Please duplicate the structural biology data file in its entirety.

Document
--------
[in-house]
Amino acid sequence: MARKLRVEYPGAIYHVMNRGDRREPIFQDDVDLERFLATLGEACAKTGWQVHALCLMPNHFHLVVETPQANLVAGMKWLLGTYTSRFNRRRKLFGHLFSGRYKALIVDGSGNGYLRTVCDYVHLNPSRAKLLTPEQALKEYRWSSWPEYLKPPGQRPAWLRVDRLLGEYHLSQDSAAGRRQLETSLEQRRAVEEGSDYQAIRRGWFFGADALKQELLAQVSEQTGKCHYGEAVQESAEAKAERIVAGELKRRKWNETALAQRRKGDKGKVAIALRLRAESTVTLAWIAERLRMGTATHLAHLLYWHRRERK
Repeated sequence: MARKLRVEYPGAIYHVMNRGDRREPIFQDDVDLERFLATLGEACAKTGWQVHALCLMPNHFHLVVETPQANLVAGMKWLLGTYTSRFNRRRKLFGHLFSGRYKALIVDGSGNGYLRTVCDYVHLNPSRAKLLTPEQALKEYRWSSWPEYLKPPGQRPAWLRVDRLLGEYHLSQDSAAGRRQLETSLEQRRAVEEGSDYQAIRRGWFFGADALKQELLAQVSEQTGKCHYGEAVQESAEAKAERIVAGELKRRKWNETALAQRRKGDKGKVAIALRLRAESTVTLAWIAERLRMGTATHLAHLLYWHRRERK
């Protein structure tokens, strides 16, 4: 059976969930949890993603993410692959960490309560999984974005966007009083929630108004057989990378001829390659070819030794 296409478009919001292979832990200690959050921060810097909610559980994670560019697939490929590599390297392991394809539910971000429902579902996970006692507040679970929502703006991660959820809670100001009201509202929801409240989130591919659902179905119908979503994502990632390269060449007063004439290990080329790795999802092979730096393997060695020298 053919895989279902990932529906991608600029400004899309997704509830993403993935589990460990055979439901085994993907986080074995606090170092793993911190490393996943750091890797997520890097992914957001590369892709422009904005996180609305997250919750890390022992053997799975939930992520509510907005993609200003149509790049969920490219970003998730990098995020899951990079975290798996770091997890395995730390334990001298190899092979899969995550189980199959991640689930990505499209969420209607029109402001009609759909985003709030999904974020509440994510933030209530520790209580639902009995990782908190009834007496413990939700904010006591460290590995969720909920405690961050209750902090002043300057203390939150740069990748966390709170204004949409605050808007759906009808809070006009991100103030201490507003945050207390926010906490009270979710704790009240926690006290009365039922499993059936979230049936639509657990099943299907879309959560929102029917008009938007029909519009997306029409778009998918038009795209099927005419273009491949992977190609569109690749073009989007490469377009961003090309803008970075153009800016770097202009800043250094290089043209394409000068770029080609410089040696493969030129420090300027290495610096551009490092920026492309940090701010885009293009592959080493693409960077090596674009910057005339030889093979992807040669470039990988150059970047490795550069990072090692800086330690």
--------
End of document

[in-house]
Amino acid sequence: MARKLRVEYPGAIYHVMNRGDRREPIFQDDVDLERFLATLGEACAKTGWQVHALCLMPNHFHLVVETPQANLVAGMKWLLGTYTSRFNRRRKLFGHLFSGRYKALIVDGSGNGYLRTVCDYVHLNPSRAKLLTPEQALKEYRWSSWPEYLKPPGQRPAWLRVDRLLGEYHLSQDSAAGRRQLETSLEQRRAVEEGSDYQAIRRGWFFGADALKQELLAQVSEQTGKCHYGEAVQESAEAKAERIVAGELKRRKWNETALAQRRKGDKGKVAIALRLRAESTVTLAWIAERLRMGTATHLAHLLYWHRRERK
Repeated sequence: MARKLRVEYPGAIYHVMNRGDRREPIFQDDVDLERFLATLGEACAKTGWQVHALCLMPNHFHLVVETPQANLVAGMKWLLGTYTSRFNRRRKLFGHLFSGRYKALIVDGSGNGYLRTVCDYVHLNPSRAKLLTPEQALKEYRWSSWPEYLKPPGQRPAWLRVDRLLGEYHLSQDSAAGRRQLETSLEQRRAVEEGSDYQAIRRGWFFGADALKQELLAQVSEQTGKCHYGEAVQESAEAKAERIVAGELKRRKWNETALAQRRKGDKGKVAIALRLRAESTVTLAWIAERLRMGTATHLAHLLYWHRRERK
């Protein structure tokens, strides 16, 4: 059976969930949890993603993410692959960490309560999984974005966007009083929630108004057989990378001829390659070819030794 296409478009919001292979832990200690959050921060810097909610559980994670560019697939490929590599390297392991394809539910971000429902579902996970006692507040679970929502703006991660959820809670100001009201509202929801409240989130591919659902179905119908979503994502990632390269060449007063004439290990080329790795999802092979730096393997060695020298 053919895989279902990932529906991608600029400004899309997704509830993403993935589990460990055979439901085994993907986080074995606090170092793993911190490393996943750091890797997520890097992914957001590369892709422009904005996180609305997250919750890390022992053997799975939930992520509510907005993609200003149509790049969920490219970003998730990098995020899951990079975290798996770091997890395995730390334990001298190899092979899969995550189980199959991640689930990505499209969420209607029109402001009609759909985003709030999904974020509440994510933030209530520790209580639902009995990782908190009834007496413990939700904010006591460290590995969720909920405690961050209750902090002043300057203390939150740069990748966390709170204004949409605050808007759906009808809070006009991100103030201490507003945050207390926010906490009270979710704790009240926690006290009365039922499993059936979230049936639509657990099943299907879309959560929102029917008009938007029909519009997306029409778009998918038009795209099927005419273009491949992977190609569109690749073009989007490469377009961003090309803008970075153009800016770097202009800043250094290089043209394409000068770029080609410089040696493969030129420090300027290495610096551009490092920026492309940090701010885009293009592959080493693409960077090596674009910057005339030889093979992807040669470039990988150059970047490795550069990072090692800086330690």